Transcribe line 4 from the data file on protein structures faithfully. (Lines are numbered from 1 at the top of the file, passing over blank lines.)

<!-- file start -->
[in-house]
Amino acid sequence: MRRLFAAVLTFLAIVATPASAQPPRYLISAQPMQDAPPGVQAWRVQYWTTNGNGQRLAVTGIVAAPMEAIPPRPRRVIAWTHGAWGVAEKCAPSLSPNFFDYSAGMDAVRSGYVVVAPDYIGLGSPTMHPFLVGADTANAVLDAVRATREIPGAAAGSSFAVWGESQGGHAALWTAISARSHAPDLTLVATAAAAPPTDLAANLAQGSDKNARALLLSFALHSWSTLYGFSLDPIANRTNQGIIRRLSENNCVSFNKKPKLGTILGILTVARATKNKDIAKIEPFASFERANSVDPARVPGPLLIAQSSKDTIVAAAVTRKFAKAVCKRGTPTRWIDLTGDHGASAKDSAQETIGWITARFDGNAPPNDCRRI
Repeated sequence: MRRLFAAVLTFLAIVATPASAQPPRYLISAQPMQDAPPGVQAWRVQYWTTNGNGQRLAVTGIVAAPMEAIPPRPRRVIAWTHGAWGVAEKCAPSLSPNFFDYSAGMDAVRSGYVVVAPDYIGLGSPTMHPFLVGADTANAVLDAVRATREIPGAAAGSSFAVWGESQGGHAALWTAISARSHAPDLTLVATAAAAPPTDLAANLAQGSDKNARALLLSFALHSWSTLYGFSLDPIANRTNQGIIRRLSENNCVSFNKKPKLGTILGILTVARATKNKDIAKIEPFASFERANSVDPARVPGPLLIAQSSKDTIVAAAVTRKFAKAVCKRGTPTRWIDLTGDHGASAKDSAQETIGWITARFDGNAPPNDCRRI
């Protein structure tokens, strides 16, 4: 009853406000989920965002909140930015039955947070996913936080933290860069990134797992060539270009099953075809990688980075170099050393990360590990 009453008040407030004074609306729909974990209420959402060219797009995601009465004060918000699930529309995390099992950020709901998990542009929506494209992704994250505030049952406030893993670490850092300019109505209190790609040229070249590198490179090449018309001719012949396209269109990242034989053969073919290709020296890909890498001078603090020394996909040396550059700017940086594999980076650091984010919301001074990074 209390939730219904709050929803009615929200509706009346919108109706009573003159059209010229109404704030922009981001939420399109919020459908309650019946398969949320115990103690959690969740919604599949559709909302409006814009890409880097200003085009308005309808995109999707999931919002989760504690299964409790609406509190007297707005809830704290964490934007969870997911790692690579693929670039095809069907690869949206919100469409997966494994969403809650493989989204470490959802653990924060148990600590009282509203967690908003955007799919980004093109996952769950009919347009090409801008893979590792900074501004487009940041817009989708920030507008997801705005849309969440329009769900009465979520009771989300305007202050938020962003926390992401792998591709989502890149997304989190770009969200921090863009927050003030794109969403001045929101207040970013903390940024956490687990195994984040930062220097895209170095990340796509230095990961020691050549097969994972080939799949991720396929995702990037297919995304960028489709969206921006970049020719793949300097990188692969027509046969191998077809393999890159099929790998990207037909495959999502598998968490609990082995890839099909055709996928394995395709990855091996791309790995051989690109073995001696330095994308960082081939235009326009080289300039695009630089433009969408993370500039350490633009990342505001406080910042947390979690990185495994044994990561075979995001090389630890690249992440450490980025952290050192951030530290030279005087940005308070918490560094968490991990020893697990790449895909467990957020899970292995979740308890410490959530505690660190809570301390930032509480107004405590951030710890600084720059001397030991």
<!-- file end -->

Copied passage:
């Protein structure tokens, strides 16, 4: 009853406000989920965002909140930015039955947070996913936080933290860069990134797992060539270009099953075809990688980075170099050393990360590990 009453008040407030004074609306729909974990209420959402060219797009995601009465004060918000699930529309995390099992950020709901998990542009929506494209992704994250505030049952406030893993670490850092300019109505209190790609040229070249590198490179090449018309001719012949396209269109990242034989053969073919290709020296890909890498001078603090020394996909040396550059700017940086594999980076650091984010919301001074990074 209390939730219904709050929803009615929200509706009346919108109706009573003159059209010229109404704030922009981001939420399109919020459908309650019946398969949320115990103690959690969740919604599949559709909302409006814009890409880097200003085009308005309808995109999707999931919002989760504690299964409790609406509190007297707005809830704290964490934007969870997911790692690579693929670039095809069907690869949206919100469409997966494994969403809650493989989204470490959802653990924060148990600590009282509203967690908003955007799919980004093109996952769950009919347009090409801008893979590792900074501004487009940041817009989708920030507008997801705005849309969440329009769900009465979520009771989300305007202050938020962003926390992401792998591709989502890149997304989190770009969200921090863009927050003030794109969403001045929101207040970013903390940024956490687990195994984040930062220097895209170095990340796509230095990961020691050549097969994972080939799949991720396929995702990037297919995304960028489709969206921006970049020719793949300097990188692969027509046969191998077809393999890159099929790998990207037909495959999502598998968490609990082995890839099909055709996928394995395709990855091996791309790995051989690109073995001696330095994308960082081939235009326009080289300039695009630089433009969408993370500039350490633009990342505001406080910042947390979690990185495994044994990561075979995001090389630890690249992440450490980025952290050192951030530290030279005087940005308070918490560094968490991990020893697990790449895909467990957020899970292995979740308890410490959530505690660190809570301390930032509480107004405590951030710890600084720059001397030991």